LIC will test its bulls for mycoplasma bovis as farmers prepare cows for mating

Last updated 16:40 14/09/2017

LIC will test all of its bulls for mycoplasma bovis to provide peace of mind for dairy farmers as many start to prepare to mate their herds.

Relevant offers

National Farm

Fonterra fails diversity test says Equal Employment Opportunities Commissioner Lamb numbers tipped to be higher this season Australia threatens to cash in on NZ's mānuka honey marketing heroics Scale and harshness of Australian outback produces special type of farmer Push was accidental, if there was one at all, says heated meeting attendee Farming is not just a job, it's a lifestyle: Lyn Webster Surge in demand for leased farmland by Canterbury farmers Massey University research advises planting mānuka varieties flowering when bees are active Farming fast 5: Cam Booker Waikato reporter's milking experience 'udderly' interesting

Hamilton dairy genetics company Livestock Improvement Corporation (LIC) will test its artificial breeding bulls for mycoplasma bovis as farmers get ready to mate their herds.

LIC has taken the precaution of testing its bulls for the cow disease after the Ministry for Primary Industries advised dairy farmers to ask suppliers if their donor bulls had been tested.

LIC general manager biological systems Dr Richard Spelman said they had taken that advice on board to test their bulls themselves to remove any uncertainty among farmers.

 "Given there is currently no evidence to suggest that the disease is widespread in New Zealand, we can be confident this disease is not present in our bulls or semen supply, but we are taking extra precautions to provide our farmers with extra reassurance this mating season.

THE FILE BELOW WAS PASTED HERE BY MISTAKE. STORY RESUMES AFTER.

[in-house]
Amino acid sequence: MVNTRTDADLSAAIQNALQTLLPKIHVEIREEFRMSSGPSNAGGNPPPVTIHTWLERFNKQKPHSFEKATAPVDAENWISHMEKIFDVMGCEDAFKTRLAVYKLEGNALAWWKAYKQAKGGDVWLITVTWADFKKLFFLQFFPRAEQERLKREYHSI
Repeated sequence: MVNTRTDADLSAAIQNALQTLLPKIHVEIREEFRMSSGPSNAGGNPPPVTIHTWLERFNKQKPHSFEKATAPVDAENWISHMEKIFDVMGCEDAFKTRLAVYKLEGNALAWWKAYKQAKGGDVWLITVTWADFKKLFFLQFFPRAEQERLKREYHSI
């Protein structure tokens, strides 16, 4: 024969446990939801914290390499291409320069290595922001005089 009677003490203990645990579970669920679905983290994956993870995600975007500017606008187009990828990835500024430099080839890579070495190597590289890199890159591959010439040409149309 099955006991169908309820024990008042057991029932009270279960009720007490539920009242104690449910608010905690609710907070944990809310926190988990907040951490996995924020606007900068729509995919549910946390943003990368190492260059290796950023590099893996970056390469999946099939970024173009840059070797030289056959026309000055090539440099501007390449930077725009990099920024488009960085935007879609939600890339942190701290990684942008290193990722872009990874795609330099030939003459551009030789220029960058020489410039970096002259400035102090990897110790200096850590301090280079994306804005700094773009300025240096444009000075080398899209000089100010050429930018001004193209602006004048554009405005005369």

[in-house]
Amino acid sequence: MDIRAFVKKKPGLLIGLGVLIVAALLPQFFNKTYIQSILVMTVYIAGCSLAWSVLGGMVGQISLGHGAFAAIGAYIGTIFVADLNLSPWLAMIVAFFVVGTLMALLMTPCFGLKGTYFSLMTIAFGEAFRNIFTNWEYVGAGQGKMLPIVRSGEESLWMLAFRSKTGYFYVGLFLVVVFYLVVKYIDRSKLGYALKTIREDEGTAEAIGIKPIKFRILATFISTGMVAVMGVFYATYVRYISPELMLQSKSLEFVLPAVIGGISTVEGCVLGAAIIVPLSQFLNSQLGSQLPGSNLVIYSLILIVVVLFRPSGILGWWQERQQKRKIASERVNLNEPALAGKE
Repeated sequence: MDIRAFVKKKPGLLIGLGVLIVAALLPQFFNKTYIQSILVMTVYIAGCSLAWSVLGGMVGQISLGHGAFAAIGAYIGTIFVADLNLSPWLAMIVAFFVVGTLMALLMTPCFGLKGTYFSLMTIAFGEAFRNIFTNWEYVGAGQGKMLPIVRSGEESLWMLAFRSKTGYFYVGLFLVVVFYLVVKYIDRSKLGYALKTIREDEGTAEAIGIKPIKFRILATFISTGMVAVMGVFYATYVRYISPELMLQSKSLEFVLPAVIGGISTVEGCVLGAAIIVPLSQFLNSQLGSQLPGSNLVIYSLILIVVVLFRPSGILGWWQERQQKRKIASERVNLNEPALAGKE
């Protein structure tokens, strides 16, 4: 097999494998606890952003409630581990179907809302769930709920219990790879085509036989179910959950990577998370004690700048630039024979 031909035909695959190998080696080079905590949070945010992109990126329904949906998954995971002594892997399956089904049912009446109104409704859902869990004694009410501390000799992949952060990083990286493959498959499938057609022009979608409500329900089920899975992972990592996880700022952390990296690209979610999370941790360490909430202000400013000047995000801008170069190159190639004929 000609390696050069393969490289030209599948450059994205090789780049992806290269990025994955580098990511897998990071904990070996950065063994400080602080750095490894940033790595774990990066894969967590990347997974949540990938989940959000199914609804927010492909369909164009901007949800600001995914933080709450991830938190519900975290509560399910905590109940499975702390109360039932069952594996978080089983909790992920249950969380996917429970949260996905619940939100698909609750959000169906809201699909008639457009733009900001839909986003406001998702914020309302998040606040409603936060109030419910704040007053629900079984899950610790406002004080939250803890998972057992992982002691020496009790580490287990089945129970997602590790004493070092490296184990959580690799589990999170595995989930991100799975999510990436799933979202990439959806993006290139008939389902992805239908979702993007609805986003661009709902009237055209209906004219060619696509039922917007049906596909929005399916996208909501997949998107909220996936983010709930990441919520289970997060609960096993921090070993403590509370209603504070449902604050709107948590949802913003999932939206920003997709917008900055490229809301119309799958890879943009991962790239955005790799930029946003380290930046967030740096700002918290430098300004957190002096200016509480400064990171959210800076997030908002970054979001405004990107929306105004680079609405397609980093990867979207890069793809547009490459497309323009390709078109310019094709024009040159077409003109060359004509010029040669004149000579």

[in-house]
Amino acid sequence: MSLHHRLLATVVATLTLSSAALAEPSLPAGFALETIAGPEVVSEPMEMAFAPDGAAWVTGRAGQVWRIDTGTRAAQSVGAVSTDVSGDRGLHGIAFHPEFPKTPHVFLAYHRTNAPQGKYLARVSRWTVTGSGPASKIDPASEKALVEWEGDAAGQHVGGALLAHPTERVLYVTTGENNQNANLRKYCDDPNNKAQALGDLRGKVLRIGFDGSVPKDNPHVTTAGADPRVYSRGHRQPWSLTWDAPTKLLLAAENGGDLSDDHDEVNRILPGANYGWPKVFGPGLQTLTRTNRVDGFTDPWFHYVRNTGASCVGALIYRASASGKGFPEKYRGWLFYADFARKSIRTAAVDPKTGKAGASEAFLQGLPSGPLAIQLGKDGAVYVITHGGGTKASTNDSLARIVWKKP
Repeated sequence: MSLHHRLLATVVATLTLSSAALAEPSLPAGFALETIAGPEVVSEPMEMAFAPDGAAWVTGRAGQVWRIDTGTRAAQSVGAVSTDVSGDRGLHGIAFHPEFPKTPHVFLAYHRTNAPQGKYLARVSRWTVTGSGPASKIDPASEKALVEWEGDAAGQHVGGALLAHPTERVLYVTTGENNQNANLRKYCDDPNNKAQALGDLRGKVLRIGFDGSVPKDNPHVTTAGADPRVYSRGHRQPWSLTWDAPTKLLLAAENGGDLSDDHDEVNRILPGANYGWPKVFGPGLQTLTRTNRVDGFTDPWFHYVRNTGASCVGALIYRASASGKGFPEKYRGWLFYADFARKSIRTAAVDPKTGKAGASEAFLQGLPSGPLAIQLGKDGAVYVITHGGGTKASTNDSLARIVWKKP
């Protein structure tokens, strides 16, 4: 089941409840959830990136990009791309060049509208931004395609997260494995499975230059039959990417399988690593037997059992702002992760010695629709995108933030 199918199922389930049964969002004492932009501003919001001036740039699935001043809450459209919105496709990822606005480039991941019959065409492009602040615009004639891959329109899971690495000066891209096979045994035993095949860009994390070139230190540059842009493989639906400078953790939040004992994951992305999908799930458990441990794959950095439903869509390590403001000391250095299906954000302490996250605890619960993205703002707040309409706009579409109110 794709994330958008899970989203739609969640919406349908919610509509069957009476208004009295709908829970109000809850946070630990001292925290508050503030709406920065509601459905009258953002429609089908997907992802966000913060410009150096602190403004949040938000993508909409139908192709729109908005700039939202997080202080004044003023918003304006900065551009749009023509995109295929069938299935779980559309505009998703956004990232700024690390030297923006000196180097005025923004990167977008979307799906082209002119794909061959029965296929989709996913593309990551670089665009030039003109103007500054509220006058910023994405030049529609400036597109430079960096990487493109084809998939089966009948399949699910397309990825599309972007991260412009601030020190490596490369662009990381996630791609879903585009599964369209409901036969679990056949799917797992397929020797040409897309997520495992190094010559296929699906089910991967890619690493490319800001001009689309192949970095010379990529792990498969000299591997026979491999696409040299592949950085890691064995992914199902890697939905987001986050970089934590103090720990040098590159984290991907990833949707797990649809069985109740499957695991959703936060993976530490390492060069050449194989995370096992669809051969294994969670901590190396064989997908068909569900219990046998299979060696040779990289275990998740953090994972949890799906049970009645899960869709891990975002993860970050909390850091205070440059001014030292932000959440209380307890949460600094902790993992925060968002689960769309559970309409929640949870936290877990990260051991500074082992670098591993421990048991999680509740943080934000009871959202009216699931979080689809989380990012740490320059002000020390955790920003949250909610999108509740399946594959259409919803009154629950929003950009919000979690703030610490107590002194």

Mycoplasma bovis not found on nine more farms as disease response continues 
*Cow disease found in dairy herd for first time in New Zealand

"We are dotting the last 'I' and crossing the last 'T' and we're confident that the bulls are free of Mycoplasma bovis."

After the cow disease was discovered in Canterbury in July, LIC immediately heightened its hygiene precautions for staff visiting farms as part of infectious disease protocol and increased its quarantine and stock control measures for its bull farms.

Its bulls are permanently kept in quarantine and are under close veterinary supervision. They were also regularly monitored for any signs of disease to ensure that semen was only processed from healthy bulls.

Spelman said the tests would not push up the costs of semen straws.

"Testing our bulls for the disease will provide the extra peace of mind that many farmers are wanting."

Testing of the bulls will start on the week of September 18, and an extra antibiotic will also be added into the fresh semen diluent.

"We are confident this disease is not present in our bulls, but this additional antibiotic will further safeguard our semen supply without impacting the semen fertility," Spelman said.

The testing will include all of the bulls that are on LIC farms including its premier sires, sire proving scheme, SGL and wagyu.

Testing results are expected in October.

Ad Feedback

- Stuff

Special offers

Featured Promotions

Sponsored Content